March 26, 2021 10 min read
You want to get stronger. You want your muscles to grow, and you want your body to run as efficiently as possible. You can’t just push yourself to your limits day in and day out without rest. Your body isn’t built to run at full blast nonstop. You also can’t get by without putting in the work. Your muscles need a constant source of challenge, so the trick is to figure out a healthy balance. You need to take the time to build a sustainable routine that leaves you with the time to rest effectively and actually build the muscles you’re working towards.
Your body is a machine that takes inputs from the world around you and adjusts accordingly. You can attribute nearly every single aspect of your health to something in the world around you. Something as seemingly inconsequential as the paint in your house to more obvious factors like your diet and exercise will come back to your body and it’ll respond either positively or negatively to that input.
So when we’re looking at our workout routines we need to take a few things into consideration. What does your workout look like? Are you challenging yourself? Is it consistent? Are you doing your exercises right? How much rest have you worked into your schedule? All of these are factors that might have had some effect on the progress (or the lack of progress) you’re making. To keep ourselves from getting too bogged down, we’re going to look specifically at how often you should work out your muscle groups, and how you can work your way up to an ideal schedule.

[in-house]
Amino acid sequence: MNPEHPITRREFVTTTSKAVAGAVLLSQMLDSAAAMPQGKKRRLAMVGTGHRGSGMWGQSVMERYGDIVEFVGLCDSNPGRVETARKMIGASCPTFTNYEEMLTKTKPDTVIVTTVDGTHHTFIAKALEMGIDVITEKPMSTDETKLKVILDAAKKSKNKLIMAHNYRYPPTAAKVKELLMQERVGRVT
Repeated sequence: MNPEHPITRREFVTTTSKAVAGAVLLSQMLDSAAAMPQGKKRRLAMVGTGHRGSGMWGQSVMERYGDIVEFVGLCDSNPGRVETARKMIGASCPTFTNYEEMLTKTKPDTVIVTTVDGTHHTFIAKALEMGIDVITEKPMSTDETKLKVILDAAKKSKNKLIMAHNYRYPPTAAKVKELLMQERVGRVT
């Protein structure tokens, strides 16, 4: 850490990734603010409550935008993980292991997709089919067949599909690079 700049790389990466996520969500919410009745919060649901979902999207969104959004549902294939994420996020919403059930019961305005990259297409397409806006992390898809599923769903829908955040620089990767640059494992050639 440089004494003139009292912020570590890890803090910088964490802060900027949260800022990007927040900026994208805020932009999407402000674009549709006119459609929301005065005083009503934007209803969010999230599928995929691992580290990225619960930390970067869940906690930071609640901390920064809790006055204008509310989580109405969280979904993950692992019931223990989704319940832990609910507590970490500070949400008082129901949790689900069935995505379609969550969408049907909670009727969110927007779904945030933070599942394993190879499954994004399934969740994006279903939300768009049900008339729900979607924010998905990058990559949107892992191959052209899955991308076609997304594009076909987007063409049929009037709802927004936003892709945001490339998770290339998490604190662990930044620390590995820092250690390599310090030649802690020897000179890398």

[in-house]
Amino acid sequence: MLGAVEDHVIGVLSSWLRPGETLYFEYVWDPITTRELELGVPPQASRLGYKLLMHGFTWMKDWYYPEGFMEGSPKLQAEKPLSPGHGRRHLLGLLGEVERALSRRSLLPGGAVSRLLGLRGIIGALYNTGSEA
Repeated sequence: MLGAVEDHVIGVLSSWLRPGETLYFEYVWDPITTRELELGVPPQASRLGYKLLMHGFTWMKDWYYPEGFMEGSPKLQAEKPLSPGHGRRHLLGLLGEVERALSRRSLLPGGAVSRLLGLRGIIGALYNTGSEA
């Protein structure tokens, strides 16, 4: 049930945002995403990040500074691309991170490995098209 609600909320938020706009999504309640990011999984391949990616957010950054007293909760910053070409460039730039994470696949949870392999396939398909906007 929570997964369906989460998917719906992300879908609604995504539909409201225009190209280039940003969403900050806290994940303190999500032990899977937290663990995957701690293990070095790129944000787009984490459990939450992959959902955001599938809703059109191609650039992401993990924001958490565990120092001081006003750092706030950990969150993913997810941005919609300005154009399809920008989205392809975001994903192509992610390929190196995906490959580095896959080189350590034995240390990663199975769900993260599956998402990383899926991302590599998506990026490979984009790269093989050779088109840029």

We should establish a good starting point before moving on. If you’re just starting out, or you really can’t find the time, then a pair of decent workouts each week is enough to at least get a little bit of progress on the board and start to see some results. You can see the results of working out twice a week in small, but tangible ways.
If you keep track of your sessions each time, you’ll see how far you’ve come along. You’ll be able to bang out more push-ups week after week, and that’s proof of the growing functionality of your muscles. Your body doesn’t just settle for “good enough” when you put your nose to the grindstone and push yourself past your limits. Every single time you put in the effort, your body pays you back by rebuilding yourself stronger than before, and you’ll be able to see this happening.
The benefit of setting a small, but manageable goal of 2 weekly workouts is the incremental progress. You’ll see how much you’re benefiting from something so simple and immediately start craving more. When you start with an achievable goal, your brain wants to achieve more goals, and this is how you begin on the road to progress.
Your body could benefit from a little bit of physical activity every day. Nobody is saying that you can’t get up out of your seat and move around when you feel like it, but if you’re trying to maximize the results of your workouts, then you’re going to need to add some structure to the way you’re doing things.
Working out every single day is going to put you on the fast track for a lot of things that suck. In fact, working out all of your muscles as hard as you can every day is going to have the opposite effect. Just take a second to really think about what’s happening to your body when you hit the gym. You’re not just exercising for the sake of it, you’re applying an external effect to your body, and your body is responding the only way it knows how.